Gerard van der Leun has a typically excellent essay up today. It’s so good that I almost feel as if I’m committing an offense against the proprieties by pull-quoting it, but…well…maybe the authorities will look the other way:
Back in 2006 National Geographic and other media echo chambers thought enough of this “discovery” to headline it, Jesus May Have Walked on Ice, Not Water, Scientists Say. I’m not nearly so objective. After I read the story, I thought it could more reasonably be headlined, Scientist Confirms Popular Theory That Most Scientists Are Atheistic Asses with Too Much Time and Money on their Hands, Sensible People Say.
The New Testament says that Jesus walked on water, but a Florida university professor believes there could be a less miraculous explanation — he walked on a floating piece of ice….
Nof, a professor of oceanography at Florida State University, said on Tuesday that his study found an unusual combination of water and atmospheric conditions in what is now northern Israel could have led to ice formation on the Sea of Galilee…..
“If you ask me if I believe someone walked on water, no, I don’t,” Nof said. “Maybe somebody walked on the ice, I don’t know. I believe that something natural was there that explains it.”
“We leave to others the question of whether or not our research explains the biblical account.”
We leave to others the question of whether or not this research is worth diddly-squat. What is of broader interest is the present state of the secular mindset to all things religious.
Please read the whole thing. It illustrates the evangelical secularist’s typical tactic for seeking to induce doubt and / or silence among believers. If my Jewish cousins will grant me a lexical loan, Oy vey!
Unfortunately, the trap such secularists set is seductive to far too many persons.
Lurking behind all of science, and every bit of “scientific knowledge,” is a truth that cannot be proved. Yet it has survived disproof throughout human history. However, few persons, regardless of their rationality and intellectual power, have reflected on it:
For any given event
There are an infinite number
Of potential explanations.
One of those explanations is correct. The others are distractions. But when the event is past, and is irreproducible by human power, which explanation is the correct one can be argued endlessly.
That’s why scientists insist upon reproducibility before they grant the investigability of the event in question. If you can’t make it happen again and again, the event is outside the realm of the sciences.
The events of the Gospels are two millennia in the past. Moreover, among the events they describe are several dozen miracles: departures from what we think of as the laws of nature. Today, those events cannot be reproduced. Ergo…?
But evangelical secularists insist upon proposing alternate explanations for the deeds of Jesus of Nazareth, all the way up to His Resurrection. They then claim that now that there’s an alternative explanation for some miraculous event, it’s perfectly rational to wave aside the possibility that it really, truly was a miracle made possible by Divine power. The assertion is usually couched in intimidating language, designed to make anyone who might differ feel intellectually inferior. The article Gerard cites is a perfect example.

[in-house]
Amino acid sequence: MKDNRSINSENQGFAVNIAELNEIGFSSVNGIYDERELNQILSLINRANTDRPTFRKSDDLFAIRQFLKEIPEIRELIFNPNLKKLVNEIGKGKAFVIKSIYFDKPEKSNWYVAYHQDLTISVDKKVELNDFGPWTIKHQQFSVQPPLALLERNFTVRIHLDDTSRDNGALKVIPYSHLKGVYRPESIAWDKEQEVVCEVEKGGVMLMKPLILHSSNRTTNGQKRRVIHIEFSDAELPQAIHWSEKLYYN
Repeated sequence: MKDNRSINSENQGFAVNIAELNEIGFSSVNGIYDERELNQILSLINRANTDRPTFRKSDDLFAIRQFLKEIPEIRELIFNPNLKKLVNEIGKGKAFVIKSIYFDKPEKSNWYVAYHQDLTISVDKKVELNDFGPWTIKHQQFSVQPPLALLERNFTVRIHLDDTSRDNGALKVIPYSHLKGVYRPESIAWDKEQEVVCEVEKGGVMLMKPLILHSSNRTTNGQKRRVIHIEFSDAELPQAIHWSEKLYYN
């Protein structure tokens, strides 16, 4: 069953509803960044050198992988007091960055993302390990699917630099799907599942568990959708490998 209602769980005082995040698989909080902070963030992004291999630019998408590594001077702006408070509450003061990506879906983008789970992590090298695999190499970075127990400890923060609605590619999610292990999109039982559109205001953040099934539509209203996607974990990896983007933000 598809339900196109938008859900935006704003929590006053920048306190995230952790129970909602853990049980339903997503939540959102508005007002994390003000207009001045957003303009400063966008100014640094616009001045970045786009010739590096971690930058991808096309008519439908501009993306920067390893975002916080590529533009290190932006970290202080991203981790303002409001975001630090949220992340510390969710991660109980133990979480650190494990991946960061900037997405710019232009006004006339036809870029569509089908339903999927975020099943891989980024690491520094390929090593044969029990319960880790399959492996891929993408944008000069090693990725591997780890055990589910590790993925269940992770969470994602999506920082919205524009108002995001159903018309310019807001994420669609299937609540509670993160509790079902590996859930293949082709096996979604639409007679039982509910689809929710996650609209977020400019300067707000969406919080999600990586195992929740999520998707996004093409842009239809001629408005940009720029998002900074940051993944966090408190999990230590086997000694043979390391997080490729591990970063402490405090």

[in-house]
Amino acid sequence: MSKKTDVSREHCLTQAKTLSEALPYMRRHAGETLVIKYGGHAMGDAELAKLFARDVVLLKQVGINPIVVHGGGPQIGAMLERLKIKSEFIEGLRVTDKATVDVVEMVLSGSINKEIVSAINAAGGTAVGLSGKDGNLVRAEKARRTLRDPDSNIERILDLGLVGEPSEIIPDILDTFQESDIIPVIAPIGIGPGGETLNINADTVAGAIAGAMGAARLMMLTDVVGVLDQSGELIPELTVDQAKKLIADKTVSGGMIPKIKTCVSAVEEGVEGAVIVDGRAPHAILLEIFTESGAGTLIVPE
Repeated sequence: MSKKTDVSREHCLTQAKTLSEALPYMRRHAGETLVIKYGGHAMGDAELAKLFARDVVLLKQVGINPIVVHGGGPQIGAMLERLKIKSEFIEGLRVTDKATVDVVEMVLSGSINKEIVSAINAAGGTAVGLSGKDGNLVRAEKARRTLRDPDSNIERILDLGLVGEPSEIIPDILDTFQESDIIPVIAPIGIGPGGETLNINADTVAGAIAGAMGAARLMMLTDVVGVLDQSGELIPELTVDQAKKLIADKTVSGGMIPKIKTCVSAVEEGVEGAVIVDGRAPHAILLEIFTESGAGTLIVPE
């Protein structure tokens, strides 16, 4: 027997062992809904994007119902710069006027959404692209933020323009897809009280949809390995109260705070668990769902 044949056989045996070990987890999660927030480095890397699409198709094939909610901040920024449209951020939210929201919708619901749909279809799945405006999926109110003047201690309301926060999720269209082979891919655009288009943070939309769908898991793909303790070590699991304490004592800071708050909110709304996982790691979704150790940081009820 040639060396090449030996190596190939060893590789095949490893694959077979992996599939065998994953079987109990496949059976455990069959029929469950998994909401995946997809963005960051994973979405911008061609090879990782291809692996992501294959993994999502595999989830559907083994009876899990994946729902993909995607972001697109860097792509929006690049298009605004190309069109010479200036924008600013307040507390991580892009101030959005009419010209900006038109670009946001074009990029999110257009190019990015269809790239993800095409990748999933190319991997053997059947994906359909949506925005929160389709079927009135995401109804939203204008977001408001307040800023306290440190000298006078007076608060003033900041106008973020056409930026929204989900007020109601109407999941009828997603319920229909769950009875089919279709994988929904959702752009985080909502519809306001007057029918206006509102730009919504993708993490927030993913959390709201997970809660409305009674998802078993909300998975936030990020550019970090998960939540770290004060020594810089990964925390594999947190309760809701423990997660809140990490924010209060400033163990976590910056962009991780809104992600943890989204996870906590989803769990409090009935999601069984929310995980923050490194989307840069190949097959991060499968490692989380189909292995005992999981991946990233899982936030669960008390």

This is merely snobbery in pseudo-scientific guise. The subtextual message is unmistakable: “All the bright people, the people with PhDs, accept this explanation. Don’t you feel foolish for disagreeing with them?”
Such supercilious appeals, married to the regular denigration of believers as unsophisticated dullards, can have a great deal of impact, especially upon the young. What young person doesn’t feel the urge to emulate those he admires for their achievements, including their academic and intellectual achievements? What young person doesn’t want to feel that he’s worthy of inclusion in such an elite?
The seductive power of this Tactic must not be underestimated.
Have a pair of brief videos. Please watch them in order:
In the first video, atheist philosophy Professor Radisson, played by Kevin Sorbo, wields the Tactic against believer Josh Wheaton, ably played by Shane Harper. At first Wheaton has no reply. Perhaps the other students in the class are impressed by the Tactic, for who could fail to be impressed by the intellect of Stephen Hawking, to say nothing of the sarcastic delivery of Radisson? But in the second video, Wheaton presents a devastating riposte from an intellect of equal magnitude: mathematics / philosophy Professor John Lennox.
Among the conceits of the evangelical secularists is that they’re the only genuinely bright people around. Indeed, some years ago a group of atheists and humanists tried to make bright a colloquial synonym for atheist. Demonstrating to such persons that they’re not the only players in the intellectual arena upsets them rather badly, as it did in the second video above.
But as I’ve already observed, not everyone is capable of rising to the challenge presented by the Tactic.
Porretto’s Anatomical Axiom states that:
Everybody’s gotta have one.
And it is so. (At least, I’ve encountered no exceptions.) But the evangelical secularist seeks to make opinions other than his socially unacceptable. He does it, in the main, by sneering at those who differ with him, hoping to bludgeon them into silence by the force of his disdain. Once again the subtext is plain as a fart: If you can’t respect the decrees of your betters, at least have the humility to shut up.
But their preference has no binding force. It’s merely an opinion that’s trendy in certain circles and is immune to proof or disproof under the veil of Time. It’s no more “scientific” or “intellectual” than the belief in God, the acceptance of Jesus of Nazareth as His Son, and the hope of an afterlife of eternal bliss in His nearness. It’s delivery merely expresses conceit.
Be not intimidated…nor afraid.